Sunflowers, Yoga and the Svadisthana Chakra

///Sunflowers, Yoga and the Svadisthana Chakra

Sunflowers, Yoga and the Svadisthana Chakra

svadhisthana chakraBy: Virginia Iversen, M.Ed

As the sun travels toward her yearly zenith point, her warmth and energy begin to permeate the earth, coaxing new life to emerge from its winter stasis. With each passing day, we begin to witness the perennial growth of abundant flowers and plants. The sunshine and warm temperatures also bring bears out of hibernation and the bees back to the business of making honey! Traditionally, the Incas worshiped the yellow color of the sun as a symbol of optimism, happiness, pleasure, and wealth.

If you live in a temperate climate that was quite cold this winter, the very advent of the spring like temperatures and the return of the warmth of the sun’s rays may be inspiring a new found hope and optimism for creative projects, both large and small. This energy of optimism is embodied by the resiliency of the sunflower. The sunflower is a classical symbol of the sun. The vermilion-tinged yellow of the sunflower is also symbolic of the Second Chakra, known in Tantric Yoga as the Svadisthana Chakra.

The Second Chakra is located a few inches above the Root Chakra and just below the navel area. It is strongly connected to one’s place in the world in terms of a sense of home and belonging. The Second Chakra is said to have six petals according to ancient Yogis. These petals resonate with the seed mantra “yam.” This chakra is also strongly correlated with the element water, which is depicted by the silver crescent moon. In the process of balancing the Second Chakra, we are asked to embrace the watery, emotional elements of life and to let life ebb and flow with the symbolic tides.

Although this ebb and flow of life experiences (and frequently the people in our lives) can be painful, allowing things to flow and change is critical to the health of the Svadisthana Chakra. The shadow aspect of the Second Chakra is a clamping down of one’s creativity and sexuality, as well as being mired in issues of jealousy and betrayal. Staying mired in these shadow emotions will ultimately close down one’s creativity and hamper a Yoga practitioner’s ability to sustain a nourishing home base. Symptoms of an unbalanced Second Chakra usually include an inability to experience pleasure, resistance to change and being out of touch with one’s own emotions. Second Chakra imbalances may also be manifest by discomfort in the hips, lower back and reproductive organs.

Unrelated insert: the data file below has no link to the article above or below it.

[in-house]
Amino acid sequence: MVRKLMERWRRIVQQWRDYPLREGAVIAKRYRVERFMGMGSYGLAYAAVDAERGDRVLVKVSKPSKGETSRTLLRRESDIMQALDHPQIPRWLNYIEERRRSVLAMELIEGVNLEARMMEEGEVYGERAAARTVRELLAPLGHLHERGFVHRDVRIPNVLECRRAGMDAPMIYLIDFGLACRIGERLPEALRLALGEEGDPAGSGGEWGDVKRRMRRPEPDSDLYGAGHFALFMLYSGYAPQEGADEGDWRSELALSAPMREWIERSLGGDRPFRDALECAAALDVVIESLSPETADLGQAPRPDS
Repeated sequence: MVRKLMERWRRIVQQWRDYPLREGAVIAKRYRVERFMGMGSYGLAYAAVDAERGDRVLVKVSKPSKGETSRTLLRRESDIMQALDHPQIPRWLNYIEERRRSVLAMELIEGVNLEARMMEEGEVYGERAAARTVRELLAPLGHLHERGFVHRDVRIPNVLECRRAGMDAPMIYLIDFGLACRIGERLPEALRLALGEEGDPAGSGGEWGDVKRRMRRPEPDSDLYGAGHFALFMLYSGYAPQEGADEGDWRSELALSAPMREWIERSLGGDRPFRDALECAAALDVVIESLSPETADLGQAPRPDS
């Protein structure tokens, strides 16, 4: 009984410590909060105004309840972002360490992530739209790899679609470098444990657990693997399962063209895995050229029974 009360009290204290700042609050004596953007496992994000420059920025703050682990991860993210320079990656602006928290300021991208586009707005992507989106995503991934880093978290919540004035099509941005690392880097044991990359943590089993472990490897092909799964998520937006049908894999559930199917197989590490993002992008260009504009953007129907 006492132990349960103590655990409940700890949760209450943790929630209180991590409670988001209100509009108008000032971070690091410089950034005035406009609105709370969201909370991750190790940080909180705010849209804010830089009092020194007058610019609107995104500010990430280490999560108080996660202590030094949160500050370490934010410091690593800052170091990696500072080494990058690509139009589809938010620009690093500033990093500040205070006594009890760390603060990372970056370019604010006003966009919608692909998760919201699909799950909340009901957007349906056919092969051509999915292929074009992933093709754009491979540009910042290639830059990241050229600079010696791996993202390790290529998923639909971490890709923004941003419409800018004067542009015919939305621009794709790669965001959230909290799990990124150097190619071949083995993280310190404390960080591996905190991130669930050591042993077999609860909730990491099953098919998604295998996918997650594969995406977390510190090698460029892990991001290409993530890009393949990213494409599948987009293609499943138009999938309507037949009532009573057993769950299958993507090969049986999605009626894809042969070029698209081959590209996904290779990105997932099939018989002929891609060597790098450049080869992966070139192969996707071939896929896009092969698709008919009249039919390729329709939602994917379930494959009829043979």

Healing a Second Chakra imbalance includes the ability to release deeply held physical and emotional tension in the pelvic and hip areas through Yoga postures. If you have a history of sexual abuse, you may want to seek the support of a professional therapist as you gently coax your Second Chakra back into a vibrant state of well-being. Along the path, you may become conscious of experiences that are best integrated with the help of a professional who can offer you therapeutic emotional support and perspective on your experiences.

* Restorative Seated Wide Angle Pose

Restorative Seated Wide Angle Pose is one of the most profoundly relaxing Yoga asanas for opening up the groin and pelvic areas of the Second Chakra. If you would like to practice this Yoga pose in a restorative fashion, you will need a Yoga bolster, a rolled up blanket, or a pile of pillows to rest your head on while you are in the posture. Seated Wide Angle Pose is usually practiced at the end of a Yoga class, just prior to Shavasana.

When you are ready to practice Restorative Seated Wide Angle Pose, come to a comfortable seated position on your Yoga mat with your legs in a wide-angle position comfortably far apart. Place your bolster, blanket or pillows in between your legs. With your next exhale, gently drape your upper body over your bolster, blanket or pillows and rest your forehead on the Yoga prop you are using. Allow your energy to cool down and rest on the support of the earth.

Let the stress and tension melt away as you breath deeply and evenly. For the next several minutes, just rest and relax as you allow your senses to be pulled inward. When you have completed your practice of Restorative Seated Wide Angle Pose, sit up and place your Yoga bolster or blanket to the side and come back into Easy Seat. Pause for a moment and feel the quietude within you before moving into the final poses of your Yoga practice.

© Copyright 2014 – Virginia Iversen / Aura Wellness Center – Publications Division

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2017-01-17T19:11:24+00:00 Categories: Chakra Theory|3 Comments

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